This week, I spoke with Žygimantas Jievaltas (known as Zygi), a first-year from Vilnius, Lithuania. He’s thinking of majoring in quantitative economics and has lived in five different countries. Zygi gives his take on pop music in Lithuania, influences of traditional music and the history behind a common song in Lithuania.
Haruka (H): What’s pop music in Lithuania like? What genre, and which artist, is most popular right now?
Zygi (Z): A lot of pop was inspired by early rock from the late ’80s and early ’90s, the time Lithuania was gaining independence. The communist government condemned rock music as corrupting the work ethics of the people, and that became what rock music stood for. Bands like Antis played a major role in the independence movement and has inspired a lot of pop artists later on. Better known names in popular music today are Andrius Mamontovas and Jurga.
Marijonas Mikutavicius is famous because he composes basketball anthems — we call basketball our second religion — and he has these unifying songs that are happy and uplifting. Many children in Lithuania play basketball and, considering the fact that Lithuania has a population of only three million, our ranking internationally is pretty good.
H: What’s traditional Lithuanian music like?
Z: In general, though we are a Catholic nation, folk music is associated with pagan faith. A lot of folk music is connected to some sort of ritual.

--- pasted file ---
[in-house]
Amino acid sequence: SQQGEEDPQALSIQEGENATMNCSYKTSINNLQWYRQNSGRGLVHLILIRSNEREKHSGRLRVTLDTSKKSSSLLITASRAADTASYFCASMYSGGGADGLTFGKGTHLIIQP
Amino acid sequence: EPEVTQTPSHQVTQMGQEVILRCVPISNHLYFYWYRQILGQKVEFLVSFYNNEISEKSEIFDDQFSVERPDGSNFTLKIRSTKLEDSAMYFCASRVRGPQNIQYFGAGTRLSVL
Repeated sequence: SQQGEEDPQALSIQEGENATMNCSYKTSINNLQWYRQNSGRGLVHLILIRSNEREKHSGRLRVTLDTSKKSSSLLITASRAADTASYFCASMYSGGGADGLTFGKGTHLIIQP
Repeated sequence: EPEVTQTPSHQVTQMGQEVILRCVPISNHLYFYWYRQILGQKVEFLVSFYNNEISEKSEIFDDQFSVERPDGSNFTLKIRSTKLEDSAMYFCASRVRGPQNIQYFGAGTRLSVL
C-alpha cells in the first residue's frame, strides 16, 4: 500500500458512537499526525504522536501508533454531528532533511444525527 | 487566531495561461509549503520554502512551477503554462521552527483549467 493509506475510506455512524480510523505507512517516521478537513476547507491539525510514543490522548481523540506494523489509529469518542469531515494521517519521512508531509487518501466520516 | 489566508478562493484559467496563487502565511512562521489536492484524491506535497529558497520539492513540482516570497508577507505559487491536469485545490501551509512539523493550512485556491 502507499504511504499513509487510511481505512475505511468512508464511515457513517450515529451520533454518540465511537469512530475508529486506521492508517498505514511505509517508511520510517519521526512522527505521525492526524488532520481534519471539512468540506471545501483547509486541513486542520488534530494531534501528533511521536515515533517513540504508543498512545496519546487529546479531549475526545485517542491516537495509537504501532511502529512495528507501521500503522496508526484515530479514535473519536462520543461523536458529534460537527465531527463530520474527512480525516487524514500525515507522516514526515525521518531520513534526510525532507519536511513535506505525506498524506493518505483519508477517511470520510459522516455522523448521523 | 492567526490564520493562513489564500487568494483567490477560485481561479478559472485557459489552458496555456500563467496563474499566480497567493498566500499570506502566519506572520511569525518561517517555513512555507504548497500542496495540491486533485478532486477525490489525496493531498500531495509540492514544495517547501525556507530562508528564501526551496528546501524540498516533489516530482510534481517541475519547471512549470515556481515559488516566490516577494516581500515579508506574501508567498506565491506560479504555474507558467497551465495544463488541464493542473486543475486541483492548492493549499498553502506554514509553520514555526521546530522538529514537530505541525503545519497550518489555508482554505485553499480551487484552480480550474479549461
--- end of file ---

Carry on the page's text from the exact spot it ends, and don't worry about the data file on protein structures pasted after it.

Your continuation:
“Sutartines” is distinctive to Lithuania. Wikipedia describes Sutartines as an “ancient form of two and three voice polyphony, based on the oldest principles of multi-voiced vocal music: heterophony, parallelism, canon and free imitation.” Apparently, melodies of these songs are symmetrical, not that difficult and consist of just two to five pitches. It’s been designated as one of UNESCO’s Masterpieces of the Oral and Intangible Heritage of Humanity.
Another component of our music is work songs — they were sung when people worked in the fields; they helped time go by. These aren’t complex songs and they’re usually positive and uplifting. These songs are classified by purpose — herding songs and haymaking songs, for instance. People would create songs for whatever work they were doing, so lyrics were associated with that activity.
H: Is there a tune that everyone knows in Lithuania?
Z: Mikutavicius wrote Trys Milijonai (“Three Million”) which is primarily a basketball anthem, so people tend to know that.
There’s another song everyone knows called “Bunda Jau Baltija.”
One of the peaceful movements against the Soviet government was called the Baltic Way, which happened August 21, 1989. That’s when the longest human chain to date was formed. It’s approximated that 2 million people connected a human chain for 400 miles from the capital of Lithuania to the capital of Estonia, to show the unity of the Baltic people in resistance against the Soviet Union.
In the case of “Bunda Jau Baltija,” which translates to “The Baltics are Awakening,” music was first composed and then and lyrics were added in Latvian, Lithuanian and Estonian separately. This way, the same song could be sung in the three Baltic languages.